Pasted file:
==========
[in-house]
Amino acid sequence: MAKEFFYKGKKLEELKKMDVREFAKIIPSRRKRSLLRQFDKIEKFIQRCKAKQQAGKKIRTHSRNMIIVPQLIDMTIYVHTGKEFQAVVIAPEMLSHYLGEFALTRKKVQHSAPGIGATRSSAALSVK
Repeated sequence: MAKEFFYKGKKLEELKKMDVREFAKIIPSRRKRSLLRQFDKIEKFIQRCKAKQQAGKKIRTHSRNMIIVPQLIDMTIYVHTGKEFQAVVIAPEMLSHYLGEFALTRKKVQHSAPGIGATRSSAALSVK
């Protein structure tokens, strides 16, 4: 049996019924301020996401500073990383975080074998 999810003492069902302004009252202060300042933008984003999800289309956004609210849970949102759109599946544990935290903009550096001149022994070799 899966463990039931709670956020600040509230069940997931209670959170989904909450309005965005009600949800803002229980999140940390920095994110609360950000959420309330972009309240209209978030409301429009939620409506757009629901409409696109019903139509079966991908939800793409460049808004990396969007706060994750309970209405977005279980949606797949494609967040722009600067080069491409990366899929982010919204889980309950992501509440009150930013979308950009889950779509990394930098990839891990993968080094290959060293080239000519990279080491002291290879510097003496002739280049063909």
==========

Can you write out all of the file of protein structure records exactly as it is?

[in-house]
Amino acid sequence: MAKEFFYKGKKLEELKKMDVREFAKIIPSRRKRSLLRQFDKIEKFIQRCKAKQQAGKKIRTHSRNMIIVPQLIDMTIYVHTGKEFQAVVIAPEMLSHYLGEFALTRKKVQHSAPGIGATRSSAALSVK
Repeated sequence: MAKEFFYKGKKLEELKKMDVREFAKIIPSRRKRSLLRQFDKIEKFIQRCKAKQQAGKKIRTHSRNMIIVPQLIDMTIYVHTGKEFQAVVIAPEMLSHYLGEFALTRKKVQHSAPGIGATRSSAALSVK
């Protein structure tokens, strides 16, 4: 049996019924301020996401500073990383975080074998 999810003492069902302004009252202060300042933008984003999800289309956004609210849970949102759109599946544990935290903009550096001149022994070799 899966463990039931709670956020600040509230069940997931209670959170989904909450309005965005009600949800803002229980999140940390920095994110609360950000959420309330972009309240209209978030409301429009939620409506757009629901409409696109019903139509079966991908939800793409460049808004990396969007706060994750309970209405977005279980949606797949494609967040722009600067080069491409990366899929982010919204889980309950992501509440009150930013979308950009889950779509990394930098990839891990993968080094290959060293080239000519990279080491002291290879510097003496002739280049063909």